After a too long of a hiatus the 4 oz. bottles of our flower essences formulas for cats are back in stock! Why the long wait? Well, you know how finicky we are about quality! We had a very hard time finding American made bottles (we won’t use the ones from China or Taiwan). At last! We found them! Thank you for patiently waiting!
Here’s an email from a customer whose cat is urinating by the door. And our response that tells how to use Cat Faeries products and other techniques to deal with it.
Dear Cat Faeries,
We have male & female cats. The male is 3 years old and neutered. He is accustomed to going out doors to urinate, however the weather is preventing him from doing that. He is urinating by the door. We have sprayed with a deterrent and he now moved to another area on the rug.
Thank you for your order and your note to us in the Comments area of the order form. We thought we’d answer you in our newsletter as we suspect that you are not the only one this winter having this problem.
With regard to your order:
- You’ll use Comfort Zone with Feliway spray according to our instructions.
- Put the Comfort Zone with Feliway diffusers in the rooms in the house where he’s started to pee on the floor.
- Use Anti Icky Poo to remove the deterrent and urine off the walls and floors near that door. Then place a litter box there for his use until he can resume going outside. Anti Icky Poo literally eats the urine proteins and gases!
- Put a few drops of the flower essence formula in the communal water bowl each time you change it, or once or twice a day.
The deterrent you bought is doing its job – it has deterred your cat from peeing by that door and as you’ve learned the hard way your cat will find other places!
Deterrents are never a good idea and they could contain toxic ingredients. Feliway though is safe and when you follow the instructions that we’ll give you with your order you’ll learn how to use it so the cats don’t pick new naughty locations.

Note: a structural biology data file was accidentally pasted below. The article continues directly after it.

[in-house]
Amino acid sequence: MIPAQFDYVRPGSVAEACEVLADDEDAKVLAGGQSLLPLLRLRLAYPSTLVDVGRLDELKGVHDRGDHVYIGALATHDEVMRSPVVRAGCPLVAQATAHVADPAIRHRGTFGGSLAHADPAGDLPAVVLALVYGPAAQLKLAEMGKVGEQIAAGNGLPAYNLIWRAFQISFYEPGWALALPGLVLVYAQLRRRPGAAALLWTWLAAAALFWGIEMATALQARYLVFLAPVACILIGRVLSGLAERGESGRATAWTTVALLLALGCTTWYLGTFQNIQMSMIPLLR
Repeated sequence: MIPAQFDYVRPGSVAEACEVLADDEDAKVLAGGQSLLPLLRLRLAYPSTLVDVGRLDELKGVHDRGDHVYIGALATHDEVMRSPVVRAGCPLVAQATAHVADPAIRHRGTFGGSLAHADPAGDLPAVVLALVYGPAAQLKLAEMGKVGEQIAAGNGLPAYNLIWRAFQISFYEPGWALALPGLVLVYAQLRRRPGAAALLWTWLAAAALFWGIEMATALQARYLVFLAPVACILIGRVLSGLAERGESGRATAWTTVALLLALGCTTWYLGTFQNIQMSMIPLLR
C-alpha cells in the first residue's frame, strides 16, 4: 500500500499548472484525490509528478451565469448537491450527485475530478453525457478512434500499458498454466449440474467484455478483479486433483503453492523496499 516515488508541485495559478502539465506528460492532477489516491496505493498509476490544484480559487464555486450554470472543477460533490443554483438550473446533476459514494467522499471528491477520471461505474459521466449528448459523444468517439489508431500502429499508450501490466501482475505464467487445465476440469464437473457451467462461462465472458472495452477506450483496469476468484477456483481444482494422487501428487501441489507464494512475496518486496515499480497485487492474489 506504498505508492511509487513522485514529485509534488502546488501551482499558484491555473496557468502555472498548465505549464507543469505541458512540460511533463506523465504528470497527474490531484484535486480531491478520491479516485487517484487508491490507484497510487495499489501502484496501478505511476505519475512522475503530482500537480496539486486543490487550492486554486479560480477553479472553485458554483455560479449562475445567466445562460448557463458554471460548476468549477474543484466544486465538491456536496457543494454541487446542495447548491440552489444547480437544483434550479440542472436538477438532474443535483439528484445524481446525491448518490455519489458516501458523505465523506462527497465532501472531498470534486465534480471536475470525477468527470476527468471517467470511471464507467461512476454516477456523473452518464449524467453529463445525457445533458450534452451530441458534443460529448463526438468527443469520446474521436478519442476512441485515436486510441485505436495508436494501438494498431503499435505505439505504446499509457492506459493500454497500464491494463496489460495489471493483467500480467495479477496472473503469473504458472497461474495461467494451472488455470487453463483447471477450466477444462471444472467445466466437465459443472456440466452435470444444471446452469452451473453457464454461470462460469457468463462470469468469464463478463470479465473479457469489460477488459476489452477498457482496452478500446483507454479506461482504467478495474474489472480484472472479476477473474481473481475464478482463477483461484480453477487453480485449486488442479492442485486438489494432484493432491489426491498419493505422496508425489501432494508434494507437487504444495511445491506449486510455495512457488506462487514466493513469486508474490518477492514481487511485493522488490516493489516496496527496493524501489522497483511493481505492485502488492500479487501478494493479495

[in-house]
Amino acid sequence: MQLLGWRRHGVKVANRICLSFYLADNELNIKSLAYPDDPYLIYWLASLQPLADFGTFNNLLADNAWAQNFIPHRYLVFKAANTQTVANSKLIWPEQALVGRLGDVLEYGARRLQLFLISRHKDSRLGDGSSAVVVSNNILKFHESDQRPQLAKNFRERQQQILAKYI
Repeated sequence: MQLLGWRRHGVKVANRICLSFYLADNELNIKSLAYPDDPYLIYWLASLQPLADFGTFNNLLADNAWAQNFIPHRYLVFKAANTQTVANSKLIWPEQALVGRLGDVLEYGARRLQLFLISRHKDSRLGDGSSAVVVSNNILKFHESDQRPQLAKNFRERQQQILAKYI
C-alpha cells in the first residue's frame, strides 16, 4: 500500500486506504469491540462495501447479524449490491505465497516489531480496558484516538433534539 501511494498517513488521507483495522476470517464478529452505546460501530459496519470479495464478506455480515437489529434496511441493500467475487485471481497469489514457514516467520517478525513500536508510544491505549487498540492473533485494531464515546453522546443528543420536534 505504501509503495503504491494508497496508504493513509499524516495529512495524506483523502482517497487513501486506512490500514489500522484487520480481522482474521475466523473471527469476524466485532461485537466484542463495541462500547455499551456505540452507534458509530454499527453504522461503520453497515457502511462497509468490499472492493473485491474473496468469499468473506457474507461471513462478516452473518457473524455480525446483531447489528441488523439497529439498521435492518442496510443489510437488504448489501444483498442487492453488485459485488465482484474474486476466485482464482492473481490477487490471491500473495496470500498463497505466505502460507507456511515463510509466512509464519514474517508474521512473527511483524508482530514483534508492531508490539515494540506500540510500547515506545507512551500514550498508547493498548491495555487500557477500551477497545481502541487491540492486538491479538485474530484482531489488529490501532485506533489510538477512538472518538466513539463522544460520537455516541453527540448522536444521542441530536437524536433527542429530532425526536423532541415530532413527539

Now this is very important: normally we are very against putting boxes on top of or near all of the places where the cat is peeing. It’s best to create one roomy Kitty Latrine Area where there are a few hoodless litter boxes pushed together to create a large “sand box” with a bag of litter, a scooper, a trash can and a broom handy for your use. A latrine area concentrates the scent of feline urine/feces to one place which is which the cats seek out. If you put litter boxes in other rooms you are telling the cat that it’s ok to pee in all sorts of rooms! And your problem will get worse.
But K.P.’s situation is seasonal. So for the duration of this winter keep a box by the door. When things warm up and he can go outside it’s your choice to keep it there or remove it.
Some of you might take this cold winter as a chance to break your cat’s desire for and habit of going outside. After a few months of being inside cats often forget about going outside. We really feel that cats are healthiest staying indoors.
In 1997 when we shifted our focus to Feliway and helping cats get back to the litter box we quickly realized that one of the key triggers that caused stress for many indoor cats which can lead to litter box avoidance was the pesky presence of those cute bushy tailed rodents: squirrels. Squirrels running around outside have sent many a cat over the emotional edge.